But there is not much more now for us to see. We go down the rather infamous Pearl street, where vice and white aprons have a significance in common. We pass the Cowshed, known to the initiated as the place where the cheapest beer and spirits are to be obtained in the whole metropolis, and again we are reminded of another murder, historic in Scotland Yard's annals, by having the respectable-looking oilman's shop pointed out to us as the house on which Wainwright did Harriet Lane to death, as we come out into the Whitechapel road in front of the London Hospital, whose softly lighted windows tell of gentleness and skill and healing for the poorest of the poor.

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Karen Trenouth
Author of: "Epiphany of the Whitechapel Murders"
Author of: "Jack the Ripper: The Satanic Team"
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Re: A Whitechapel Tour

Post by Karen on Mon 2 Jul 2012 - 18:08

CALLS IN WHITECHAPEL.
AFTERNOON VISITS AMONG WOMEN OF A LONDON SLUM.

Working for Sixpence a Day and Living on Bread and Tea, With an Occasional Taste of a Winkle - Choice Between Prostitution and a Coffin.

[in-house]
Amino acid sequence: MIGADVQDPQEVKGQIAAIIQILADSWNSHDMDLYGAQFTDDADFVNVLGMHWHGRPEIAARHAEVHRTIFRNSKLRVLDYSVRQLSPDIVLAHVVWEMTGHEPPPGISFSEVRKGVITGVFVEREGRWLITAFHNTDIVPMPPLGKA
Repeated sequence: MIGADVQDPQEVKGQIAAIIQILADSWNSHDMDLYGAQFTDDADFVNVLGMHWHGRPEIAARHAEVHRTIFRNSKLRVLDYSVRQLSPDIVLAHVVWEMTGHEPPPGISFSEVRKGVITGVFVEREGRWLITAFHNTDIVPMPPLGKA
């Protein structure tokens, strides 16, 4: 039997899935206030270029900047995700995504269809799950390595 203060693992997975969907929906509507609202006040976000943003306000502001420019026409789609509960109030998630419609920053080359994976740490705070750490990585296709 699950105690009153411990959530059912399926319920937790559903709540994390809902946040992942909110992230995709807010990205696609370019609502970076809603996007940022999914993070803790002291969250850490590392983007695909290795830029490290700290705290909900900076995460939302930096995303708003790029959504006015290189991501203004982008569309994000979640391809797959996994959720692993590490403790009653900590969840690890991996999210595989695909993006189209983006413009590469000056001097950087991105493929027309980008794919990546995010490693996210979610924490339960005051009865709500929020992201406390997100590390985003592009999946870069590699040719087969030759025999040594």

LONDON, November 25. - [Special Correspondence.] - "W-i-nkles!"
Heads were thrust out of half a dozen windows and grimy doorways.
"W-i-nkles!"
The shrill sound echoed through the dusky alley and was tossed back and forth from one hall of blackish stone tenements to the other, almost meeting it overhead.
"W-i-nkles!"
"Lor! It almost give me a turn. Only Polly Lupkins a callin' of Moll and Jem."
The heads disappeared and the alley was quiet save for the bare feet of Molly pattering toward the outstretched tin platter from the left and Jem, who had his eyes fixed on the utensil, from the right.
Molly was a low-necked, short-sleeved, white, pinched child, with a shock of light brown hair falling over a dirty face and obscuring large, pretty blue eyes. Jem was a smaller and masculine issue of the same edition.
"It's goin' on a fortnight sence they've 'ad winkles to their dinner. See 'em run!" said the mother, waiting their approach.